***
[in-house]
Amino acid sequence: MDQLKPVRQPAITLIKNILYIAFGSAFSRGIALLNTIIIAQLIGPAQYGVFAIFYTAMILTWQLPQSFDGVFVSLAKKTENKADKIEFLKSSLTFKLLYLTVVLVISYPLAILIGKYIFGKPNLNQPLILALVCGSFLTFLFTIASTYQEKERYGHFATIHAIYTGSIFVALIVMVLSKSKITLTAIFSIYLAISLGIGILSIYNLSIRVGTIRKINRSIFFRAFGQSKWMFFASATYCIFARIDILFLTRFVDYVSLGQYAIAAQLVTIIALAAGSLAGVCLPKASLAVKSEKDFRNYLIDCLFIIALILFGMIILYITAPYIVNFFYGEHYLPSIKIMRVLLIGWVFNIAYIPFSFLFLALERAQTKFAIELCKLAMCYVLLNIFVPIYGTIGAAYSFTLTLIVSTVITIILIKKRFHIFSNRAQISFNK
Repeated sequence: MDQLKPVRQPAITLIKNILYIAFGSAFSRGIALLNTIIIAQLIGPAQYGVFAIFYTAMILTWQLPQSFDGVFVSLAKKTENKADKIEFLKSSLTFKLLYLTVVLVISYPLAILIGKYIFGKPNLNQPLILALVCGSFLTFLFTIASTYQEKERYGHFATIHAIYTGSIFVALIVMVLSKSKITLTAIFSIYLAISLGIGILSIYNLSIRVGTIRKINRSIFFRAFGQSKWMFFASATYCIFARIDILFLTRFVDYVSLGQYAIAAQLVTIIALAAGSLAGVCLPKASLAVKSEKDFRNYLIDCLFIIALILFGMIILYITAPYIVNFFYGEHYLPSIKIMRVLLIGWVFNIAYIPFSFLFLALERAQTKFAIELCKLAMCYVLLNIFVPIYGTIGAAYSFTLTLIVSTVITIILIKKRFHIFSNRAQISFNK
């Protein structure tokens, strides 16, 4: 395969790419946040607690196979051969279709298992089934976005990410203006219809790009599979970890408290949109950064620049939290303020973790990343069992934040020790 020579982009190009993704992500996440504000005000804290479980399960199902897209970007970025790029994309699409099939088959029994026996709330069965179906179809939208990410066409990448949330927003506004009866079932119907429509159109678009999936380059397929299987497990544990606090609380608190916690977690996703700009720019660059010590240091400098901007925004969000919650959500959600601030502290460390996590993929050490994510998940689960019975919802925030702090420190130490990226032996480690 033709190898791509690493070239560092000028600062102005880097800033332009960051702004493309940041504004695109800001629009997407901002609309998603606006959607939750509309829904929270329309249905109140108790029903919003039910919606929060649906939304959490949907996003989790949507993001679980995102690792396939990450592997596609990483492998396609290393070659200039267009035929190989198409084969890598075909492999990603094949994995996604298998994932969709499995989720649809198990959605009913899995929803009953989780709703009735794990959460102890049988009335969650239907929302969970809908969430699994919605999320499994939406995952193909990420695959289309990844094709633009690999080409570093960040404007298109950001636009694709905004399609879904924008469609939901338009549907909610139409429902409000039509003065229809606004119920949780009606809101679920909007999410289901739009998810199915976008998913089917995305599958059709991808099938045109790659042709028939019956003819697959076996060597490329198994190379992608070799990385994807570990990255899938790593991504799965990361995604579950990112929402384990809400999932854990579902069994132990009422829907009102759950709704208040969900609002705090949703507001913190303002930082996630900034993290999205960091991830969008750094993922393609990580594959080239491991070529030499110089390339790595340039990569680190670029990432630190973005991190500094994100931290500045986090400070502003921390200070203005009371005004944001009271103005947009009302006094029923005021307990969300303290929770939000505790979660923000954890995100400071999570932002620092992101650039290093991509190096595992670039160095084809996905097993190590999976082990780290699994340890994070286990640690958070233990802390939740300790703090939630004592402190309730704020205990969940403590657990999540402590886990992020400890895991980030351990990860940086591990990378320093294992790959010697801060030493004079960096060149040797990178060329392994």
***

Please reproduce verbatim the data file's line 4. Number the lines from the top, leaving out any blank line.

């Protein structure tokens, strides 16, 4: 395969790419946040607690196979051969279709298992089934976005990410203006219809790009599979970890408290949109950064620049939290303020973790990343069992934040020790 020579982009190009993704992500996440504000005000804290479980399960199902897209970007970025790029994309699409099939088959029994026996709330069965179906179809939208990410066409990448949330927003506004009866079932119907429509159109678009999936380059397929299987497990544990606090609380608190916690977690996703700009720019660059010590240091400098901007925004969000919650959500959600601030502290460390996590993929050490994510998940689960019975919802925030702090420190130490990226032996480690 033709190898791509690493070239560092000028600062102005880097800033332009960051702004493309940041504004695109800001629009997407901002609309998603606006959607939750509309829904929270329309249905109140108790029903919003039910919606929060649906939304959490949907996003989790949507993001679980995102690792396939990450592997596609990483492998396609290393070659200039267009035929190989198409084969890598075909492999990603094949994995996604298998994932969709499995989720649809198990959605009913899995929803009953989780709703009735794990959460102890049988009335969650239907929302969970809908969430699994919605999320499994939406995952193909990420695959289309990844094709633009690999080409570093960040404007298109950001636009694709905004399609879904924008469609939901338009549907909610139409429902409000039509003065229809606004119920949780009606809101679920909007999410289901739009998810199915976008998913089917995305599958059709991808099938045109790659042709028939019956003819697959076996060597490329198994190379992608070799990385994807570990990255899938790593991504799965990361995604579950990112929402384990809400999932854990579902069994132990009422829907009102759950709704208040969900609002705090949703507001913190303002930082996630900034993290999205960091991830969008750094993922393609990580594959080239491991070529030499110089390339790595340039990569680190670029990432630190973005991190500094994100931290500045986090400070502003921390200070203005009371005004944001009271103005947009009302006094029923005021307990969300303290929770939000505790979660923000954890995100400071999570932002620092992101650039290093991509190096595992670039160095084809996905097993190590999976082990780290699994340890994070286990640690958070233990802390939740300790703090939630004592402190309730704020205990969940403590657990999540402590886990992020400890895991980030351990990860940086591990990378320093294992790959010697801060030493004079960096060149040797990178060329392994």